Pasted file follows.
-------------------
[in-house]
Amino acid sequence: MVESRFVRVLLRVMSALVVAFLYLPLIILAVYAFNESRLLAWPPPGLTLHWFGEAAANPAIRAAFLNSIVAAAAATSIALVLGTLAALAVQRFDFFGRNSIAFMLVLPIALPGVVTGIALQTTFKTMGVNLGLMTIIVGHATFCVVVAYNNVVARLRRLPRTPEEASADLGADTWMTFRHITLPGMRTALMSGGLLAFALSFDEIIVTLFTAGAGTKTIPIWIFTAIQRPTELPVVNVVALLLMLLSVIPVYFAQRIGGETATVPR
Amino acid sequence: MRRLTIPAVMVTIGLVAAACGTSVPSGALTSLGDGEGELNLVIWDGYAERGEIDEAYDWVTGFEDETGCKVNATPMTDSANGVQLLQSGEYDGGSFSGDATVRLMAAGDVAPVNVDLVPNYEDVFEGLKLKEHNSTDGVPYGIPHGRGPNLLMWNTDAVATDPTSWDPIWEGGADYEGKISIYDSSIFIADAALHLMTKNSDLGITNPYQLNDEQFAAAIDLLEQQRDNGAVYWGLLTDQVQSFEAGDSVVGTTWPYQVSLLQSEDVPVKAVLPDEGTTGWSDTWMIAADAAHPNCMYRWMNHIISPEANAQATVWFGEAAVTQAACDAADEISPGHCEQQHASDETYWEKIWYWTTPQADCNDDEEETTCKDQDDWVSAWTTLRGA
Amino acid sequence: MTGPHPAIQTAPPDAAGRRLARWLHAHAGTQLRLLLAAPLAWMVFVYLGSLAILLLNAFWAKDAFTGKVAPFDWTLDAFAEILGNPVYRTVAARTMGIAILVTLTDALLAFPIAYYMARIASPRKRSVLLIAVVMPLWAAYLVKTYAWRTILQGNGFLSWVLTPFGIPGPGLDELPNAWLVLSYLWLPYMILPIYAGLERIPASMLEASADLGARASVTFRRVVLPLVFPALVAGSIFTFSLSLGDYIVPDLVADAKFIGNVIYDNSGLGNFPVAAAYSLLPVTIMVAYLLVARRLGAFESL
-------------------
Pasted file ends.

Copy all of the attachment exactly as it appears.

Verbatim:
[in-house]
Amino acid sequence: MVESRFVRVLLRVMSALVVAFLYLPLIILAVYAFNESRLLAWPPPGLTLHWFGEAAANPAIRAAFLNSIVAAAAATSIALVLGTLAALAVQRFDFFGRNSIAFMLVLPIALPGVVTGIALQTTFKTMGVNLGLMTIIVGHATFCVVVAYNNVVARLRRLPRTPEEASADLGADTWMTFRHITLPGMRTALMSGGLLAFALSFDEIIVTLFTAGAGTKTIPIWIFTAIQRPTELPVVNVVALLLMLLSVIPVYFAQRIGGETATVPR
Amino acid sequence: MRRLTIPAVMVTIGLVAAACGTSVPSGALTSLGDGEGELNLVIWDGYAERGEIDEAYDWVTGFEDETGCKVNATPMTDSANGVQLLQSGEYDGGSFSGDATVRLMAAGDVAPVNVDLVPNYEDVFEGLKLKEHNSTDGVPYGIPHGRGPNLLMWNTDAVATDPTSWDPIWEGGADYEGKISIYDSSIFIADAALHLMTKNSDLGITNPYQLNDEQFAAAIDLLEQQRDNGAVYWGLLTDQVQSFEAGDSVVGTTWPYQVSLLQSEDVPVKAVLPDEGTTGWSDTWMIAADAAHPNCMYRWMNHIISPEANAQATVWFGEAAVTQAACDAADEISPGHCEQQHASDETYWEKIWYWTTPQADCNDDEEETTCKDQDDWVSAWTTLRGA
Amino acid sequence: MTGPHPAIQTAPPDAAGRRLARWLHAHAGTQLRLLLAAPLAWMVFVYLGSLAILLLNAFWAKDAFTGKVAPFDWTLDAFAEILGNPVYRTVAARTMGIAILVTLTDALLAFPIAYYMARIASPRKRSVLLIAVVMPLWAAYLVKTYAWRTILQGNGFLSWVLTPFGIPGPGLDELPNAWLVLSYLWLPYMILPIYAGLERIPASMLEASADLGARASVTFRRVVLPLVFPALVAGSIFTFSLSLGDYIVPDLVADAKFIGNVIYDNSGLGNFPVAAAYSLLPVTIMVAYLLVARRLGAFESL